A recent study at my alma mater, the University of Iowa (go Hawks!), concludes that teenagers who go to church are likely to have higher GPAs and lower dropout rates than their non-church going friends.Â Livescience reports:
On average, students whose parents received a four-year college degree average a GPA .12 higher than those whose parents completed high school only. Students who attend religious services weekly average a GPA .144 higher than those who never attend services, said Jennifer Glanville, a sociologist at the University of Iowa.
The study does not suggest God is smiling on the students, per se. Rather, it identifies several reasons the students do better:
Â·Â Â Â They have regular contact with adults from various generations who serve as role models.
Â·Â Â Â Their parents are more likely to communicate with their friends’ parents.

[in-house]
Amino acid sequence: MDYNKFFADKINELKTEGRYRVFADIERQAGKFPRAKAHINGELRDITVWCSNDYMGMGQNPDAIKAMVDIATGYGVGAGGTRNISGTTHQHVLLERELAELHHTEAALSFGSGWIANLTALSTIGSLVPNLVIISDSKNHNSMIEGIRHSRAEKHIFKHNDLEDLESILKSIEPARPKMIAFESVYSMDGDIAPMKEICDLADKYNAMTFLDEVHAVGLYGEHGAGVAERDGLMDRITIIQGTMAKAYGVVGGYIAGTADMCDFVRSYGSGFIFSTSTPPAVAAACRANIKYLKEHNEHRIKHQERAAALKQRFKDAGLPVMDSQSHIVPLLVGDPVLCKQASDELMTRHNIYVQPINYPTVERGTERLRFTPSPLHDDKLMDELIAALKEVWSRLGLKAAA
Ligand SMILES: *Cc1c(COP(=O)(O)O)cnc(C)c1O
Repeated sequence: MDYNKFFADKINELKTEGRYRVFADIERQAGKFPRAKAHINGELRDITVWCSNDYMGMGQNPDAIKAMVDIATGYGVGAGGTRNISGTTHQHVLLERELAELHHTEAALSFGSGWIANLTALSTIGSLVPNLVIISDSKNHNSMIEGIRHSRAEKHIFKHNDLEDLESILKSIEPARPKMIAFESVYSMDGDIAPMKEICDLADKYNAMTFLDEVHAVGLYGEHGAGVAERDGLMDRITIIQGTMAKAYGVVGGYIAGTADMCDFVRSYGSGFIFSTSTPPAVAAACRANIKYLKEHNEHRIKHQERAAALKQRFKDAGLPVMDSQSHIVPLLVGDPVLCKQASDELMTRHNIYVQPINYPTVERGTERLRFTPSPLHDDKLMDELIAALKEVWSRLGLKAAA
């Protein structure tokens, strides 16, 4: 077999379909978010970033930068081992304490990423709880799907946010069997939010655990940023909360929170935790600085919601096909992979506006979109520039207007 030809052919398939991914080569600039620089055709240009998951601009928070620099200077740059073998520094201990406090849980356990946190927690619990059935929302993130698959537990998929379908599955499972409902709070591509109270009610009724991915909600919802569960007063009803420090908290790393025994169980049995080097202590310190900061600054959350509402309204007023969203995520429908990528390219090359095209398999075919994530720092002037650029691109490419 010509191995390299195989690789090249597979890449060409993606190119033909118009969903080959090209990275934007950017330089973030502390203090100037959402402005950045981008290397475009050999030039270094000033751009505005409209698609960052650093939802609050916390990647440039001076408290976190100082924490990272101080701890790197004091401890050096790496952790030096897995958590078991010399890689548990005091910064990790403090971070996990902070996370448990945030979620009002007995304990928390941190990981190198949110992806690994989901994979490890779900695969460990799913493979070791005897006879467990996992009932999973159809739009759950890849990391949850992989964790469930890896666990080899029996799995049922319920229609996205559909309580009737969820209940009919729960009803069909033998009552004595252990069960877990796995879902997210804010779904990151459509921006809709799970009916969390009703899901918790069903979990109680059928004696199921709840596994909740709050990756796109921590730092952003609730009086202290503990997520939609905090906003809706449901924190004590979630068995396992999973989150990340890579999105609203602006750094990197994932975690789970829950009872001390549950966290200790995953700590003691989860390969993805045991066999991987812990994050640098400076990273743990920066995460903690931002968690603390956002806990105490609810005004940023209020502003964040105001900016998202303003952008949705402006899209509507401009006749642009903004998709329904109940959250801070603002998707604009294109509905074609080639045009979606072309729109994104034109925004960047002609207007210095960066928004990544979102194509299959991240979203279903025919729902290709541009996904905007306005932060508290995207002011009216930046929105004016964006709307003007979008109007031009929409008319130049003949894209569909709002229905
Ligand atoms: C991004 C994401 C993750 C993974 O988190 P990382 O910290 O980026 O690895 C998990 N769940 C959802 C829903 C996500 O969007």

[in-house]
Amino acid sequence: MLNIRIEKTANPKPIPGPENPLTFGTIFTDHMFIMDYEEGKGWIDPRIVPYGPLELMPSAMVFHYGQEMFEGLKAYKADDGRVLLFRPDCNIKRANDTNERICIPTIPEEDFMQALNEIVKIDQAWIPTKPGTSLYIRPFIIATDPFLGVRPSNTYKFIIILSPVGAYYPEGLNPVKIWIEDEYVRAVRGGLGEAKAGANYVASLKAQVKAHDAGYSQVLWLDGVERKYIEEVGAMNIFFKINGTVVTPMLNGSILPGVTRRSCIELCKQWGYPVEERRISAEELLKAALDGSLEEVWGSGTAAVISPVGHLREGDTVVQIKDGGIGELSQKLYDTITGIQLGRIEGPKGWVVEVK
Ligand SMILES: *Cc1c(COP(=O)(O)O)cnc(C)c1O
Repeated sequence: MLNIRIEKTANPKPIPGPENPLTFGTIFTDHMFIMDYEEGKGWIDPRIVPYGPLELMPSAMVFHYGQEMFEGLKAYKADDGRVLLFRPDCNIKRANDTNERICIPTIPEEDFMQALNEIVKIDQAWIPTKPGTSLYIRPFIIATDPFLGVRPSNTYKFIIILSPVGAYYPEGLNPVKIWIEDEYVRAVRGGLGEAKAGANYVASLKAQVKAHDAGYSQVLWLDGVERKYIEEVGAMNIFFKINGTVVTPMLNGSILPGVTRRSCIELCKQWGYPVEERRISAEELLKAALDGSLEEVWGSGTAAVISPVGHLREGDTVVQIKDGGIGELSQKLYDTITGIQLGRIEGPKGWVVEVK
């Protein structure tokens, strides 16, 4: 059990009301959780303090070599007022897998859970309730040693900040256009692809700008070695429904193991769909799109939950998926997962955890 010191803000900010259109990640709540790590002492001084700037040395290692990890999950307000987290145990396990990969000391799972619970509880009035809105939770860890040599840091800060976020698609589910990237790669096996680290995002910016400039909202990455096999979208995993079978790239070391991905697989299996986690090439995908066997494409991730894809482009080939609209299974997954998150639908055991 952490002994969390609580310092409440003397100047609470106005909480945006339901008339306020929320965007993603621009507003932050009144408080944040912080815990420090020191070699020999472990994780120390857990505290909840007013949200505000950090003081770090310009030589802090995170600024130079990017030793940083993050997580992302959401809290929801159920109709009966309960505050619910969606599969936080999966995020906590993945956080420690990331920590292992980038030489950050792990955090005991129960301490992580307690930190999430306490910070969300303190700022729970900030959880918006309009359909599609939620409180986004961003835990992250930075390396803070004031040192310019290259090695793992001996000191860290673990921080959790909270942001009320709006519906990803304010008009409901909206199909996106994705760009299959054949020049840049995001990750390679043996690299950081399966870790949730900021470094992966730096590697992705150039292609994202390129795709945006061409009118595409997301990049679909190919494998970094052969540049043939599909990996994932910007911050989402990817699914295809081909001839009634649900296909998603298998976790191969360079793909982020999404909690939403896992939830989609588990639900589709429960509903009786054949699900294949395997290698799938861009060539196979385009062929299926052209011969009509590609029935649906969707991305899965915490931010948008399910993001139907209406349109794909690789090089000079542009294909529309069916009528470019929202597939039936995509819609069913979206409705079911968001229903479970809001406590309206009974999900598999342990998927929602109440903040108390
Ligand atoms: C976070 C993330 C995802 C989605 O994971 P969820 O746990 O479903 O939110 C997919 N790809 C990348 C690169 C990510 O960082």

Â·Â Â Â They develop friendships with peers who have similar norms and values.
Â·Â Â Â They’re more likely to participate in extracurricular activities.
Those factors account for only half the predicted effect, Glanville and colleagues say.
“There are two directions you can go with this research,” she said. “Some might say this suggests that parents should have their kids attend places of worship. Or, if we use it to help explain why religious participation has a positive effect on academics, parents who aren’t interested in attending church can consider how to structure their kids’ time to allow access to the same beneficial social networks and opportunities religious institutions provide.”
The study also showed whether the teens said religion was important to them.
“Surprisingly, the importance of religion to teens had very little impact on their educational outcomes,” Glanville said. “That suggests that the act of attending church — the structure and the social aspects associated with it — could be more important to educational outcomes than the actual religion.”
So, instead of giving your money to Kaplan test prep and fancy tutors, join a shul!Â Orâ€¦a church?